After five mosaics dating back to ancient Antioch were acquired by the Museum of Fine Arts in St. Petersburg in the mid-1960s, museum officials buried two of them in the east lawn near the sculpture garden.
The reason why the Hellenistic art ended up underground has been lost in the subsequent decades. But as Maggie Duffy reports for Tampa Bay Times, a restoration project is underway to revive the mosaics and their history.
Duffy reports that mosaics were first discovered by a team from Princeton University in the 1930s during a dig in the ancient Greco-Roman city’s ruins near the modern-day borders of Turkey and Syria.
According to the museum’s website, it acquired the pieces in 1964 from the university. It was one of the first purchases made by the then-fledgling museum, which opened its doors to the public in 1965. Three of the mosaics were incorporated into various spaces in the brand-new museum: one was added to fountain in the museum’s sculpture garden, one was put on display in the membership garden, and one was placed under a stage.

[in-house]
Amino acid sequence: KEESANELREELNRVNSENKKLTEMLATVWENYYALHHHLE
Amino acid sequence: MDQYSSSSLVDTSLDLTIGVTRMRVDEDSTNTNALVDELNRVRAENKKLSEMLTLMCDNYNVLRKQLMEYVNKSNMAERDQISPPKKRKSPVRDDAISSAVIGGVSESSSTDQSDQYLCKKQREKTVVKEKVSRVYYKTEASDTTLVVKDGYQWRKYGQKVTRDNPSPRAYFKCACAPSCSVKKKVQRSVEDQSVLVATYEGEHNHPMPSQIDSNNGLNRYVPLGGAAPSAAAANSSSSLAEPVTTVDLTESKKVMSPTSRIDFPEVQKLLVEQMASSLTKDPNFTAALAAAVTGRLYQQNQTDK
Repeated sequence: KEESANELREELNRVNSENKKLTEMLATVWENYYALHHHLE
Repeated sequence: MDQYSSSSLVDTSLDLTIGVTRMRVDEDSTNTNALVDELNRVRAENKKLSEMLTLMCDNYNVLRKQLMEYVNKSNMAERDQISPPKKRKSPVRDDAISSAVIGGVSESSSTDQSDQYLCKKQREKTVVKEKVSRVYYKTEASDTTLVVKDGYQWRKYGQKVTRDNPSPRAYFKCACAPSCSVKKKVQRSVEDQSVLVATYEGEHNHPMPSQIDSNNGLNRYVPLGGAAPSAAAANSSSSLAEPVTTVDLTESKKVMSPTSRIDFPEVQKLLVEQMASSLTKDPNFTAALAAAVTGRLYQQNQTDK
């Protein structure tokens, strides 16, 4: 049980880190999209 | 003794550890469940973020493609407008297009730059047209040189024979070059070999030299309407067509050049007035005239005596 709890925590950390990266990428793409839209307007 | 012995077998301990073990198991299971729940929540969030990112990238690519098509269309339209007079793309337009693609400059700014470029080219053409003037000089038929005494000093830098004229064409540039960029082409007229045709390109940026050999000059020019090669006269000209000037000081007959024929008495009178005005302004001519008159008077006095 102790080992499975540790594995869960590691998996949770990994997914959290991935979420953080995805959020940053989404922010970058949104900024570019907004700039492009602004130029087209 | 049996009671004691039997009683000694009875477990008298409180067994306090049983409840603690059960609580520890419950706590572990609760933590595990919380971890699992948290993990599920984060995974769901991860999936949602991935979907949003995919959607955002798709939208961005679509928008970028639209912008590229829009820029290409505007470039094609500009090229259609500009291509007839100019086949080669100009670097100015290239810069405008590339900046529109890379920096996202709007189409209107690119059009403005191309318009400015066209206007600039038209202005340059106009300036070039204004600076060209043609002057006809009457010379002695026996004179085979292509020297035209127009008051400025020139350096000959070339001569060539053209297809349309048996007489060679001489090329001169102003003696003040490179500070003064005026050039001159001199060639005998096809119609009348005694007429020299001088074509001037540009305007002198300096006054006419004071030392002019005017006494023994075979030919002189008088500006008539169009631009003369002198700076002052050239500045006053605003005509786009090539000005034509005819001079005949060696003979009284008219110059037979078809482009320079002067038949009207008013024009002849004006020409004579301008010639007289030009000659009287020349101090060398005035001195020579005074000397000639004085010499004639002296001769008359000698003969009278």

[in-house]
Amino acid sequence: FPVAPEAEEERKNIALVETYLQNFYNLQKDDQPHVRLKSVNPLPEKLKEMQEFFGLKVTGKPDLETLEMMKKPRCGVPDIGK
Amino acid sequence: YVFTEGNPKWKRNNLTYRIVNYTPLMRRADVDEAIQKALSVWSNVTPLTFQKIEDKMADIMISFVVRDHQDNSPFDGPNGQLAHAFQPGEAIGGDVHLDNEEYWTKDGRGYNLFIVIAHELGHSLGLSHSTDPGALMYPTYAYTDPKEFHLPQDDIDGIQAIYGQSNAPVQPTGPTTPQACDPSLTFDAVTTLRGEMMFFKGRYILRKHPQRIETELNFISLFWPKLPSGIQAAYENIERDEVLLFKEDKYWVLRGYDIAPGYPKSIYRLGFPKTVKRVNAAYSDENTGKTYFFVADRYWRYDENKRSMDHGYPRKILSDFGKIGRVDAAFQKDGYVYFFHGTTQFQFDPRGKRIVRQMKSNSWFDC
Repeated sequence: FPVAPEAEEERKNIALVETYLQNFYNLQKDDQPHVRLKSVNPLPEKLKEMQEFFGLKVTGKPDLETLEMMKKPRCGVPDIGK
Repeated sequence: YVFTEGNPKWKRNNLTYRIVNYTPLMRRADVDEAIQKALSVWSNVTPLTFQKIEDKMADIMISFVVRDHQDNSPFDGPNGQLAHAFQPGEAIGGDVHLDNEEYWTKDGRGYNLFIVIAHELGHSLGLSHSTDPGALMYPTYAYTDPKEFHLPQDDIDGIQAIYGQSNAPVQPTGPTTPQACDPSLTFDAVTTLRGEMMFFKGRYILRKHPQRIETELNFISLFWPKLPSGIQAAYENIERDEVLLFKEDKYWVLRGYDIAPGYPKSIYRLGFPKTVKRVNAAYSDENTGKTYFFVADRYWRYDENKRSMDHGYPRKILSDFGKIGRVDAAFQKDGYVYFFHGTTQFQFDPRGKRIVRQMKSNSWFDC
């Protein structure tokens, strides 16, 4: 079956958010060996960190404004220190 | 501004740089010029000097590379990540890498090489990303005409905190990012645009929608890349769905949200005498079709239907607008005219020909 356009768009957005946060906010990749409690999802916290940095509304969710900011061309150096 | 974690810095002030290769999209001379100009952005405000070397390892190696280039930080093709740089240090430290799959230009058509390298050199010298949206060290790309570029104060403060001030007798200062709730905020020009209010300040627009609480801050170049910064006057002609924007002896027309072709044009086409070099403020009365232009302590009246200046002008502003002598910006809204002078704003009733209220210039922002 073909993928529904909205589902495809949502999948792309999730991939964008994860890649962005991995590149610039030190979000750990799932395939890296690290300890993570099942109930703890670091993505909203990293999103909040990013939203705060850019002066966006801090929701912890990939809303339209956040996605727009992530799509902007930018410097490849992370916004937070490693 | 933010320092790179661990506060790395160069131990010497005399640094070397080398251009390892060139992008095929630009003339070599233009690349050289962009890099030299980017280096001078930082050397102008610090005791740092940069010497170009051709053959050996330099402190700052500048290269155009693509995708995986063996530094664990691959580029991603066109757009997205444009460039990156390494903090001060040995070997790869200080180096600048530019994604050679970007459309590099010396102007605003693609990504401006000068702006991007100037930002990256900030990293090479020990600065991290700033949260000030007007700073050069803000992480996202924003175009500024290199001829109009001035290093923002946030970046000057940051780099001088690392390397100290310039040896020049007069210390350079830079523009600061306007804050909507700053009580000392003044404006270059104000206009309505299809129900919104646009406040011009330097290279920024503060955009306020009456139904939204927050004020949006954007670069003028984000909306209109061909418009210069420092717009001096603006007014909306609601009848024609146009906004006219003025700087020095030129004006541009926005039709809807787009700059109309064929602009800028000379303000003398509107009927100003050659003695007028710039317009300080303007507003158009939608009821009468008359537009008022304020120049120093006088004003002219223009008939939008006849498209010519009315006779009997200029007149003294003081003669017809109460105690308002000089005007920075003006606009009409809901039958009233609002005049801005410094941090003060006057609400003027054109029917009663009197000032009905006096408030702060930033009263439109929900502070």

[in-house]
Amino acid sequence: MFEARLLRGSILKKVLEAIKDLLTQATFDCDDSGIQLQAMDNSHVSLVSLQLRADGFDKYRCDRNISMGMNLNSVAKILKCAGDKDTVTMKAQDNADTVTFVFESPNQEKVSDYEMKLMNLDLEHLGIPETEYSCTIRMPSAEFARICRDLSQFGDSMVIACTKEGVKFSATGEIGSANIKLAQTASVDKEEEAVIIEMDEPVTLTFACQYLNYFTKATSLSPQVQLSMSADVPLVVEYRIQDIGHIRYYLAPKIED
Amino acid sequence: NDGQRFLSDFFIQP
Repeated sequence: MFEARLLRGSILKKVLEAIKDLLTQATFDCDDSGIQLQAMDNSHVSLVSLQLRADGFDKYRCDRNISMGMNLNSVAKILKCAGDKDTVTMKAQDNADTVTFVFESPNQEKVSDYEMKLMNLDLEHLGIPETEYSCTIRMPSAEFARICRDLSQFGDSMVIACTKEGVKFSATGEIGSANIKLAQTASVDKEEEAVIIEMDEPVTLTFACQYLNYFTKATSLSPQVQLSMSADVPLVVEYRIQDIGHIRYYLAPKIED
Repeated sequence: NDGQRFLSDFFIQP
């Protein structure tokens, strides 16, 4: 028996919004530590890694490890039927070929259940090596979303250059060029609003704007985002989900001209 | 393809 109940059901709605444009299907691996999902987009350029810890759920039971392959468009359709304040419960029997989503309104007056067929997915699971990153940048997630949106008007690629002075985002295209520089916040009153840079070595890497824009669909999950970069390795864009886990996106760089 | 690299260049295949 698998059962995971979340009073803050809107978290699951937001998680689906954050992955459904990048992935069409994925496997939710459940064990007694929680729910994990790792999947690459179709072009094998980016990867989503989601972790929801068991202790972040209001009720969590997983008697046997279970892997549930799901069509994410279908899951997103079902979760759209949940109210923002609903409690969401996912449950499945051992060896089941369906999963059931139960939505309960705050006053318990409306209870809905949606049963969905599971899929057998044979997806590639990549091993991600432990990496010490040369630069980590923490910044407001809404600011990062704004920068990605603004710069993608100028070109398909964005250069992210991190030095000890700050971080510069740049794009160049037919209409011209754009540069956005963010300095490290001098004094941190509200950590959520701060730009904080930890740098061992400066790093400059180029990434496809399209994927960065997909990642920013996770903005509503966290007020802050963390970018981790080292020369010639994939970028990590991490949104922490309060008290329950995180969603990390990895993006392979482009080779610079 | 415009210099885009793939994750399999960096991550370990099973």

And the two remaining pieces, for unknown reasons, were buried in 1989.
According to Duffy, Kristen Shepherd, who became executive director of the museum in January 2017, had a longtime fascination for the mosaic embedded in the membership garden and began researching its history. Learning about the location of the other four pieces, she set out find the ones buried in the lawn.
An excavation successfully re-discovered the two mosaics in early March.
As Tim Fanning reports for WUSF News, the mosaics show complex, geometric patterns. On one of the pieces, a face is visible.
“These mosaics give us a virtually unmatched opportunity to talk about how important conservation of antiquities is,” Michael Bennett, the museum’s senior curator of early western art, tells Fox 13 News. “We’re fortunate to have them but we’re also responsible for preserving and caring for objects from antiquity. What a gift these are to the community.”
A three-phase restoration project is now underway for the mosaics, called “Antioch Reclaimed: Ancient Mosaics at the MFA.”
The process is open to visitors, as it’s taking place at an outdoor lab at the museum. According to the museum’s website, it plans to temporarily exhibit the mosaics in the fall of 2020 before permanently installing them as part of a renovation.